Job-seekers are among scammers’ latest targets
Downturns in the economy bring their own scams, which, sadly, prey on those who can least afford another blow. Those desperate for jobs are a ripe target.
With more than 9 percent of the US labor force (about 7.6 percent in Massachusetts) officially unemployed, that’s a lot of potential for a con artist. And because most unemployed Americans are eager to get back to work, they are vulnerable to offers of training and employment that sound far better than they really are.
It’s usually not apparent at the outset, but most of these pitches - they frequently come by e-mail or appear in online classified ads - will involve an upfront payment.
The Federal Trade Commission has halted several operations that go after job-seekers with the promise of work and some type of bogus training that never takes place. But those running these scams are nimble and are often overseas.
Here are some warning signs of a jobs scam:
■ An offer guaranteeing you’ll get a job by participating in a program.
■ Charges in advance of any service provided.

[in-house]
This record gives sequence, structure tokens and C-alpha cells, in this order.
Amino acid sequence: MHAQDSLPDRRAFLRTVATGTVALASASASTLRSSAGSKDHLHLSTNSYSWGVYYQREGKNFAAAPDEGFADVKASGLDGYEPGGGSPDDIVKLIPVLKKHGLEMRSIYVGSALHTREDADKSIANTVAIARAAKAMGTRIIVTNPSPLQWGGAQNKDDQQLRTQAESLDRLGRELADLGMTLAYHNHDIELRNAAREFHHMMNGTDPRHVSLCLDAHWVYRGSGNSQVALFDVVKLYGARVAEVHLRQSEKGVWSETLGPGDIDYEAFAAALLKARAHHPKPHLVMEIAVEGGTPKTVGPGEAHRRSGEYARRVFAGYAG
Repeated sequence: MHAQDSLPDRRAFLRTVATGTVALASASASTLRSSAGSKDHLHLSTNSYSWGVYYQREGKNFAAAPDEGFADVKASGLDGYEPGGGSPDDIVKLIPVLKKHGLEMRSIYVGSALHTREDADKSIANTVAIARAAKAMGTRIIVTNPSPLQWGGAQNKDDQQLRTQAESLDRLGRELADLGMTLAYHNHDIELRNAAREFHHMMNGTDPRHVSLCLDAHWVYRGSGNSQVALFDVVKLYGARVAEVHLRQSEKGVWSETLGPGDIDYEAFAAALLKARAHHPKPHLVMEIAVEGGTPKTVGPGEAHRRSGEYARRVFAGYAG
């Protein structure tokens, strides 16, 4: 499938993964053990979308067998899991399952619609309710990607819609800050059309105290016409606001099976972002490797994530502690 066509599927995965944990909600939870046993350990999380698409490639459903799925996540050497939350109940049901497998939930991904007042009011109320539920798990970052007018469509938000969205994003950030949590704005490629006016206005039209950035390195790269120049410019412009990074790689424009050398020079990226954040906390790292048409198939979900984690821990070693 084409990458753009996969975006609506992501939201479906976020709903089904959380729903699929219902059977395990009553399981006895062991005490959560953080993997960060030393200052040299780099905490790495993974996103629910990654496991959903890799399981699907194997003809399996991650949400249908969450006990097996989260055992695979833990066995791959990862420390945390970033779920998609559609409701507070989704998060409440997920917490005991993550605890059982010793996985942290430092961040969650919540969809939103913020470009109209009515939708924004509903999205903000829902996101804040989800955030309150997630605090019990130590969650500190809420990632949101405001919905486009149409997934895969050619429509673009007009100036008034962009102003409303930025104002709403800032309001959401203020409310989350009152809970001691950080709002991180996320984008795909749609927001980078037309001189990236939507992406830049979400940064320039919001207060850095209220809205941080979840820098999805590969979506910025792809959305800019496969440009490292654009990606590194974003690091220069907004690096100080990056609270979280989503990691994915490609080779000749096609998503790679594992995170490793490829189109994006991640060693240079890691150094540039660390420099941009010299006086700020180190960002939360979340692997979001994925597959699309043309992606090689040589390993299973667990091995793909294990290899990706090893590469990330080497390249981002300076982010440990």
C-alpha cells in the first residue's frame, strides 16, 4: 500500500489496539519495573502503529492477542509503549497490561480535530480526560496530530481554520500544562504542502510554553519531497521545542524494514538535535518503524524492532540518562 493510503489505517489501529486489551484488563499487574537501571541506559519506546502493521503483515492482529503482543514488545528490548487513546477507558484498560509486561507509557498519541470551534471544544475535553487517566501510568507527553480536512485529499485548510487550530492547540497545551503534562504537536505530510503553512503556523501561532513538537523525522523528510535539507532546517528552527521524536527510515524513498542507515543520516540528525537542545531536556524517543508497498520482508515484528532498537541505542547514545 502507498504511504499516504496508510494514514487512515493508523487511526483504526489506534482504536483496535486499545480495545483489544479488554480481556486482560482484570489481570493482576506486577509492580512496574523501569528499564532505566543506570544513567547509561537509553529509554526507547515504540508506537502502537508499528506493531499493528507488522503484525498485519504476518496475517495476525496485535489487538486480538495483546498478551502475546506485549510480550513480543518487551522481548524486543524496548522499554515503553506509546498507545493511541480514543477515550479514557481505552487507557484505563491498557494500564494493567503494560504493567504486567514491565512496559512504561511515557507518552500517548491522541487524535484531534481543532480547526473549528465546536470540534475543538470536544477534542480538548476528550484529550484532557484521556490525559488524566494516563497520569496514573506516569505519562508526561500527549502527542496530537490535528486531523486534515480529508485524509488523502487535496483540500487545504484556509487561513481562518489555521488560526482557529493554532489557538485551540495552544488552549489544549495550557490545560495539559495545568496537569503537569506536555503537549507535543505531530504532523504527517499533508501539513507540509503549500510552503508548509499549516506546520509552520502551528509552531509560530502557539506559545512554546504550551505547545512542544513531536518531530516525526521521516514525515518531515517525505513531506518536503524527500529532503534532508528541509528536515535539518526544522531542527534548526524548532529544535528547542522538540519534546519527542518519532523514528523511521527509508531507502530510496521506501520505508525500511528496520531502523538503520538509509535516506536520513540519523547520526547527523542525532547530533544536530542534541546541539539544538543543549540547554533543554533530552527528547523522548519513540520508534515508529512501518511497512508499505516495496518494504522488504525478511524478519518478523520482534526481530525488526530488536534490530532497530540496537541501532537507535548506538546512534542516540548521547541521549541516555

■ A promise of insider information on federal jobs or some unpublished list of jobs that you would have to pay to see (Federal job openings are posted to USAjobs.gov).
■ Someone offering opportunities at a company you didn’t apply to.
It’s important to verify who you are dealing with when a random job or training opportunity is tossed your way. Sometimes a simple Web search of the e-mail address can reveal a host of complaints. Many times it won’t, but don’t assume that the operation is legitimate. E-mail addresses connected to scams change constantly.
Of course, there are ways to get real job training. Above-board companies will have track records that can easily be verified. Also, check with the state career services offices for training and education programs offered by the government.
If you avoid random sales pitches, and research training opportunities carefully, you’ll be in a much better position to avoid having an already tough situation turn worse.
Mitch Lipka has been helping consumers out of jams for the past two decades. He lives in Worcester and also writes the Consumer Alert blog on Boston.com. Mitch can be reached at ConsumerNews@aol.com. Follow him on Twitter @mitchlipka.